Thankful for the Bus

Victoria is commuter hell.

Hell on a different scale than L.A., or Vancouver, or Toronto. But hell nonetheless.

Bike lanes, mountain views and ocean living, do nothing to tackle the fundamental problem, a car culture where tens of thousands of drivers, a handful of main roads, and many chokepoints make for much frustration.

Most cities experience similar issues. Unlike Victoria, they adapt. In southern Ontario, ‘GO’ trains and buses are part of the fabric of life in the Greater Toronto Area. Quality transportation in the midst of traffic chaos.

Not so Victoria. Train tracks rust – totally unused. And buses are “Loser Cruisers,” filled with the the poor, mentally ill, drunks, creeps, criminals. And students. Few would actually say those words out loud, but that is the popular perception. None of my colleagues take the bus to work, though for many of them it would be an inexpensive and plausible alternative to expensive gas and long delays. The same could be said for most workplaces in Victoria. But for every man or woman in a business suit who steps off a bus in the morning, ten luxury cars speed by, battling for rare parking in the congested downtown core.

I’m part of the car culture. Usually. 40K in, 40K home, 4 days a week, doing my part to clog the lone highway connecting Victoria to the rest of Vancouver Island.

But sometimes I take the bus, one of the few commuter ones that actually service the area. Fewer stops and a little more comfortable than the rest of the fleet. For a price. Ten bucks a ride instead of three.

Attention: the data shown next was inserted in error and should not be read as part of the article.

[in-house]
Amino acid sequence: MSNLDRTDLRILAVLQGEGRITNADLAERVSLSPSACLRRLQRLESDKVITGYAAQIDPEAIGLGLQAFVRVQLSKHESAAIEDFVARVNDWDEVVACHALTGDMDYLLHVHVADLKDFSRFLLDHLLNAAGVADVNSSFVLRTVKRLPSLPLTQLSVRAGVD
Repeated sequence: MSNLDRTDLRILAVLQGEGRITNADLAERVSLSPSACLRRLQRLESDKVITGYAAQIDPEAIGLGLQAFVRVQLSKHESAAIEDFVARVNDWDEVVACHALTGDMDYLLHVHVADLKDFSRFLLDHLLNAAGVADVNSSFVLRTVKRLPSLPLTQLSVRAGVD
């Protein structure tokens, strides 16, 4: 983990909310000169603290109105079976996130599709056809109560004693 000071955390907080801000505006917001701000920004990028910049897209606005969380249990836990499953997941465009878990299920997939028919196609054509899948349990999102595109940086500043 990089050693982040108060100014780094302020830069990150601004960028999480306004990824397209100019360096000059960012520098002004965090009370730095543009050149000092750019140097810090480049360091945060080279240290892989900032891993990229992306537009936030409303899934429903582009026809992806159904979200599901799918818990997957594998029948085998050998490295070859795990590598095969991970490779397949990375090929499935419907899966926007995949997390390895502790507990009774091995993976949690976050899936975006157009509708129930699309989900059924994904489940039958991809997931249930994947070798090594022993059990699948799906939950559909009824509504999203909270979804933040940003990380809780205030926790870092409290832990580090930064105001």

I run to the bus stop, with a yellow reflective vest on my torso and a bright headlamp leading the way. My arrival is a glowing and infrequent interruption in the daily routine of the handful of commuters who are always there. They see one another every weekday. Nod. Exchange pleasantries. Develop friendships.

I’m the strange guy who shows up occasionally, always sweating. I drop my knapsack, stretch and sometimes duck behind the bus shelter and change my shirt. An oddity disrupting, or perhaps enlivening, their daily routine.

There’s always a seat for me, although it’s not always pleasant. Last week I boarded, found a spot, and, on the seat next to me were the dirty shoes of the guy sitting across from me, sprawled out like he was on the couch in his home. I wanted to smack him. I settled for glaring instead.

A couple of days before that, a lean, rough-looking guy in his twenties smacked my arm hard as he exited the bus. I was pissed. He got my death stare. But he never saw it. He never once looked back to see the extent of my anger, let alone to offer an apology. He just charged off the bus. I wanted to hit him too.

Near assaults aside, I like riding the bus. I read and write. Think or don’t think. Rest and recharge. Remind myself how lucky I am to be travelling to a job that is occasionally rewarding, often challenging, and rarely physically exhausting.

Because the bus is full of construction workers whose job must drain them daily, hourly, minute-by-minute. Their commutes are longer than mine – an hour, each way, morning and night. Toiling in the heat, saturated in the rain, freezing in the cold. The yellow vests they wear are for safety on dangerous job sites. They always look weary, both before and after the long days they spend building roads and homes in Victoria. A city they probably can’t afford to live in. A city many working families increasingly can not afford to live in. Or near.

Last week, as I waited to board a bus home, an intoxicated male fell on the sidewalk. Several people watched. Me and another male went to him. He was okay. Hot on a blistering day. Drunk but not obliterated. He declined an ambulance. And a friend came to be with him.